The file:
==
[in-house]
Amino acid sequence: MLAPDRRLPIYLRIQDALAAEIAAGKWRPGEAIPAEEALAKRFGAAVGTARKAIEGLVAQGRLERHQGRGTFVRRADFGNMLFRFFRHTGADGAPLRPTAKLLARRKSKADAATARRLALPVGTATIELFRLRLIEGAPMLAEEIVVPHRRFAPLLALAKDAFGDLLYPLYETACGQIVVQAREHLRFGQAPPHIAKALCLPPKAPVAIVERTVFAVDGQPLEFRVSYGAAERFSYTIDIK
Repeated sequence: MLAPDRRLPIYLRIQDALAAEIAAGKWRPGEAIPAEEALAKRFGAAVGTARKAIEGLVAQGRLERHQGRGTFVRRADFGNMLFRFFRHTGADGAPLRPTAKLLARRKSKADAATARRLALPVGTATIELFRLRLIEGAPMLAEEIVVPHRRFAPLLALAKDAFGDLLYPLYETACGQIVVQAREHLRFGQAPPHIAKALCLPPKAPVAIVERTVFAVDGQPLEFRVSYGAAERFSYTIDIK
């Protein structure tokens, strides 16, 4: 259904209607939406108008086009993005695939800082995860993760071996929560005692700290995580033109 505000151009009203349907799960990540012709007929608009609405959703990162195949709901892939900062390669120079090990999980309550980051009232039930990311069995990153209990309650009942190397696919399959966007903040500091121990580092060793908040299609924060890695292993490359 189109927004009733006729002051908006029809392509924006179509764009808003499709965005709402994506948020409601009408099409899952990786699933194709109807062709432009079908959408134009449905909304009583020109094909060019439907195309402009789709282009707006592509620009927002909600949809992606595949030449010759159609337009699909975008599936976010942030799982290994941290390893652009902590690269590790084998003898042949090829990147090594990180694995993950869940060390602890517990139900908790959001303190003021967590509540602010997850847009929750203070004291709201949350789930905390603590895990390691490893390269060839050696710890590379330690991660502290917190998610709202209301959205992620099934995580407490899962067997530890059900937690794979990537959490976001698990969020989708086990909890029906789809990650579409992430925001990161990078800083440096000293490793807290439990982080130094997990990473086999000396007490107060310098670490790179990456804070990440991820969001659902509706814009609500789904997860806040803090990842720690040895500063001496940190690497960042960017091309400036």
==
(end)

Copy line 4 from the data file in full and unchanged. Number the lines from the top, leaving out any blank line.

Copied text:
């Protein structure tokens, strides 16, 4: 259904209607939406108008086009993005695939800082995860993760071996929560005692700290995580033109 505000151009009203349907799960990540012709007929608009609405959703990162195949709901892939900062390669120079090990999980309550980051009232039930990311069995990153209990309650009942190397696919399959966007903040500091121990580092060793908040299609924060890695292993490359 189109927004009733006729002051908006029809392509924006179509764009808003499709965005709402994506948020409601009408099409899952990786699933194709109807062709432009079908959408134009449905909304009583020109094909060019439907195309402009789709282009707006592509620009927002909600949809992606595949030449010759159609337009699909975008599936976010942030799982290994941290390893652009902590690269590790084998003898042949090829990147090594990180694995993950869940060390602890517990139900908790959001303190003021967590509540602010997850847009929750203070004291709201949350789930905390603590895990390691490893390269060839050696710890590379330690991660502290917190998610709202209301959205992620099934995580407490899962067997530890059900937690794979990537959490976001698990969020989708086990909890029906789809990650579409992430925001990161990078800083440096000293490793807290439990982080130094997990990473086999000396007490107060310098670490790179990456804070990440991820969001659902509706814009609500789904997860806040803090990842720690040895500063001496940190690497960042960017091309400036």